Brands: Compete on Experience

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Kristine Stebbins, Hero's managing director, took it to a more granular level. Customer experience strategy is based on mapping journeys for personas. “Personas are data-driven, based on a variety of inputs,” to which Episerver contributes “behavioral data and interaction data, which we can meld with Google Analytics, and enrich with sales information, and data from CRM or other systems.”

“It's very important for us to be platform agnostic,” emphasized Kilimnik, “so that we can be trusted advisers. We get engaged for platform selection as consultants, and that's ideal for us. We want to be involved with a customer before they've made technology decisions. Our goal is to get Epi introduced when we believe the fit is strong.” 

Perhaps surprisingly, Norwood sees technology as often being an obstacle to brands creating valuable bonds with customers. "The ability to retire technical debt and put things together seamlessly is where the focus needs to be. If there's a siloed organization with siloed applications behind the scene's, that's where the focus needs to be. Again, Episerver is not here to solve all problems, but one platform which solves specific problems and can tie into other things, can take out maybe 10 or 15 other point solutions. I'm starting to see a shift going back the other way, with IT being more involved in the game. The best customers we have, it's with the CMO and the CIO in lock-step."

The elephant in the room

When it comes to commerce, there's surely another major motivational factor driving all this talk of customer experience, forming bonds with brands, and indeed the whole direct-to-consumer trend. It's called Amazon. Selling products and services through Amazon, or indeed other third party market-places, is one thing. CX is something else.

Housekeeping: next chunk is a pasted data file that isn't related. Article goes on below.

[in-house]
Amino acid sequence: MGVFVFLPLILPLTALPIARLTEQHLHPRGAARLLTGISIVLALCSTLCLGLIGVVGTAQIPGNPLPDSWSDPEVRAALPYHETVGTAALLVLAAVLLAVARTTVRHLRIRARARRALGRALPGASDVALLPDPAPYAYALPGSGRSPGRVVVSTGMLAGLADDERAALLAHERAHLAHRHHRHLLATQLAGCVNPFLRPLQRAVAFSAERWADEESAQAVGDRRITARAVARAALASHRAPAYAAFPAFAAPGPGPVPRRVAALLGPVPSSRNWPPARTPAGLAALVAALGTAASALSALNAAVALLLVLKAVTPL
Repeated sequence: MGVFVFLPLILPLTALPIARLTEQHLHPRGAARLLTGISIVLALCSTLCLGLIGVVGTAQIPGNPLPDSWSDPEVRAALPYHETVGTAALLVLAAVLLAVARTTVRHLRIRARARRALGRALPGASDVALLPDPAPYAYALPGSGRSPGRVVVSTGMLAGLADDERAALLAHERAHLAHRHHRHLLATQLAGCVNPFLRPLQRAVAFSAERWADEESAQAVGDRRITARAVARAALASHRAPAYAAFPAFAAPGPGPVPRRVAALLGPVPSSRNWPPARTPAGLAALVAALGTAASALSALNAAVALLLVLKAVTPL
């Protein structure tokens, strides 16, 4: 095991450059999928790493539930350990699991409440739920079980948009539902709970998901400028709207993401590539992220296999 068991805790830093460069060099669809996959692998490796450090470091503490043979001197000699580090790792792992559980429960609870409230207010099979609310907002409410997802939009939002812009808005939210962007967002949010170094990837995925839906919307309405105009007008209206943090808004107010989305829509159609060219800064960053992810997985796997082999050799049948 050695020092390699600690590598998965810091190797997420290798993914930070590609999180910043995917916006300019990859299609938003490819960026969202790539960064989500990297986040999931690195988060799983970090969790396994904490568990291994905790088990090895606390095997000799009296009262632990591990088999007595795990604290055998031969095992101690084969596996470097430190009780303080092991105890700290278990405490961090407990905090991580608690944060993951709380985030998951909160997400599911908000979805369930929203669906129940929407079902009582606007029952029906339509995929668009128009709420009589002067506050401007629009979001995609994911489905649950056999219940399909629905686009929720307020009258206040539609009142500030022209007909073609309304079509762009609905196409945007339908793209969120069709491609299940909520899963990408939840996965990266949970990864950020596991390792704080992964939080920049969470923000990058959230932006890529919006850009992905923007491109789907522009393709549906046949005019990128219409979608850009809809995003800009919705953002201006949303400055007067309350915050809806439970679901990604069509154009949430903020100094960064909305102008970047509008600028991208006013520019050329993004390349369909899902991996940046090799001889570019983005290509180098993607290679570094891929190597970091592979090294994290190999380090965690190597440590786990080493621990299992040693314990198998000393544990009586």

"The vast majority of Episerver customers are going to be brand manufacturers or midmarket retailers, where the only way to differentiate is through the things Amazon doesn't do. It's very important, because most of our customers are looking to grow online to supplement their current business, or replace current brick and mortar, and they're going to want to do it in a way that keeps them away from Amazon."

The reality is that Amazon and Google aren't going anywhere. "I think Episerver customers can co-exist and do pretty well," said Norwood, "because they can be a bit more agile, a bit more nimble. That's really our niche; we play well with rapidly growing, mid-sized folks, who are being a little bit disruptive.

More to come on platform/product, B2B, and the customer voice.

Episerver covered DMN's expenses to attend Ascend 2018. 


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